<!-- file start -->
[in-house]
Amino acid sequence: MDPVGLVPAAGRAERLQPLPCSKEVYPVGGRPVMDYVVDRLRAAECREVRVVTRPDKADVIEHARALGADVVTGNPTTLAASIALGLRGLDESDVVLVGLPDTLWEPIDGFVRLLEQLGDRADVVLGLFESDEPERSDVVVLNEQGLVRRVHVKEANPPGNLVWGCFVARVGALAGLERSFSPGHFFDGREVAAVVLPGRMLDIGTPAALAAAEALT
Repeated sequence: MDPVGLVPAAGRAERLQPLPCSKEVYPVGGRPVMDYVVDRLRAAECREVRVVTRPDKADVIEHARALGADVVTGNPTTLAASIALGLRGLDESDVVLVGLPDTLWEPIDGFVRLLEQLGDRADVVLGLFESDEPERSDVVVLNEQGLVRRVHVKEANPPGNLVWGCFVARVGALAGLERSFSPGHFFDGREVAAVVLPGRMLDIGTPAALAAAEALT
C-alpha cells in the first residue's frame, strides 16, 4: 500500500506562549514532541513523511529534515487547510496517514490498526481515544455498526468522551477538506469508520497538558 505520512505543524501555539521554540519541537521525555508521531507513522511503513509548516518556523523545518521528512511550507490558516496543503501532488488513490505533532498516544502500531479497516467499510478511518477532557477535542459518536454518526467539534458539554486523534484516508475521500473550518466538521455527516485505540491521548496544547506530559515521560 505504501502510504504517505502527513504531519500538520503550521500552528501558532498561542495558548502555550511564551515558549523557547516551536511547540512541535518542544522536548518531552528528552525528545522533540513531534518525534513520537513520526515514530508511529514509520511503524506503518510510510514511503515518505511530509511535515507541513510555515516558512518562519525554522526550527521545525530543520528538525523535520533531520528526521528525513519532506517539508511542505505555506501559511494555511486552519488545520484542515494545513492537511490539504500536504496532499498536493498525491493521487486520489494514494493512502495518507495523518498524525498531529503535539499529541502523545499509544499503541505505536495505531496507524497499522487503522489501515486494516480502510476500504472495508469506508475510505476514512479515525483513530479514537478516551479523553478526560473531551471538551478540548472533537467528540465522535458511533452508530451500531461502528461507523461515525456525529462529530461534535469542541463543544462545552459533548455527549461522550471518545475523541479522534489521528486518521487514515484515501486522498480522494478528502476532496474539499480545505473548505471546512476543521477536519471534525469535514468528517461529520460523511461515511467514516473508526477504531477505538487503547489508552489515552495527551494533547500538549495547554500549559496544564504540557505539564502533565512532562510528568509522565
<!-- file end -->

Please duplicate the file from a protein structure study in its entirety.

[in-house]
Amino acid sequence: MDPVGLVPAAGRAERLQPLPCSKEVYPVGGRPVMDYVVDRLRAAECREVRVVTRPDKADVIEHARALGADVVTGNPTTLAASIALGLRGLDESDVVLVGLPDTLWEPIDGFVRLLEQLGDRADVVLGLFESDEPERSDVVVLNEQGLVRRVHVKEANPPGNLVWGCFVARVGALAGLERSFSPGHFFDGREVAAVVLPGRMLDIGTPAALAAAEALT
Repeated sequence: MDPVGLVPAAGRAERLQPLPCSKEVYPVGGRPVMDYVVDRLRAAECREVRVVTRPDKADVIEHARALGADVVTGNPTTLAASIALGLRGLDESDVVLVGLPDTLWEPIDGFVRLLEQLGDRADVVLGLFESDEPERSDVVVLNEQGLVRRVHVKEANPPGNLVWGCFVARVGALAGLERSFSPGHFFDGREVAAVVLPGRMLDIGTPAALAAAEALT
C-alpha cells in the first residue's frame, strides 16, 4: 500500500506562549514532541513523511529534515487547510496517514490498526481515544455498526468522551477538506469508520497538558 505520512505543524501555539521554540519541537521525555508521531507513522511503513509548516518556523523545518521528512511550507490558516496543503501532488488513490505533532498516544502500531479497516467499510478511518477532557477535542459518536454518526467539534458539554486523534484516508475521500473550518466538521455527516485505540491521548496544547506530559515521560 505504501502510504504517505502527513504531519500538520503550521500552528501558532498561542495558548502555550511564551515558549523557547516551536511547540512541535518542544522536548518531552528528552525528545522533540513531534518525534513520537513520526515514530508511529514509520511503524506503518510510510514511503515518505511530509511535515507541513510555515516558512518562519525554522526550527521545525530543520528538525523535520533531520528526521528525513519532506517539508511542505505555506501559511494555511486552519488545520484542515494545513492537511490539504500536504496532499498536493498525491493521487486520489494514494493512502495518507495523518498524525498531529503535539499529541502523545499509544499503541505505536495505531496507524497499522487503522489501515486494516480502510476500504472495508469506508475510505476514512479515525483513530479514537478516551479523553478526560473531551471538551478540548472533537467528540465522535458511533452508530451500531461502528461507523461515525456525529462529530461534535469542541463543544462545552459533548455527549461522550471518545475523541479522534489521528486518521487514515484515501486522498480522494478528502476532496474539499480545505473548505471546512476543521477536519471534525469535514468528517461529520460523511461515511467514516473508526477504531477505538487503547489508552489515552495527551494533547500538549495547554500549559496544564504540557505539564502533565512532562510528568509522565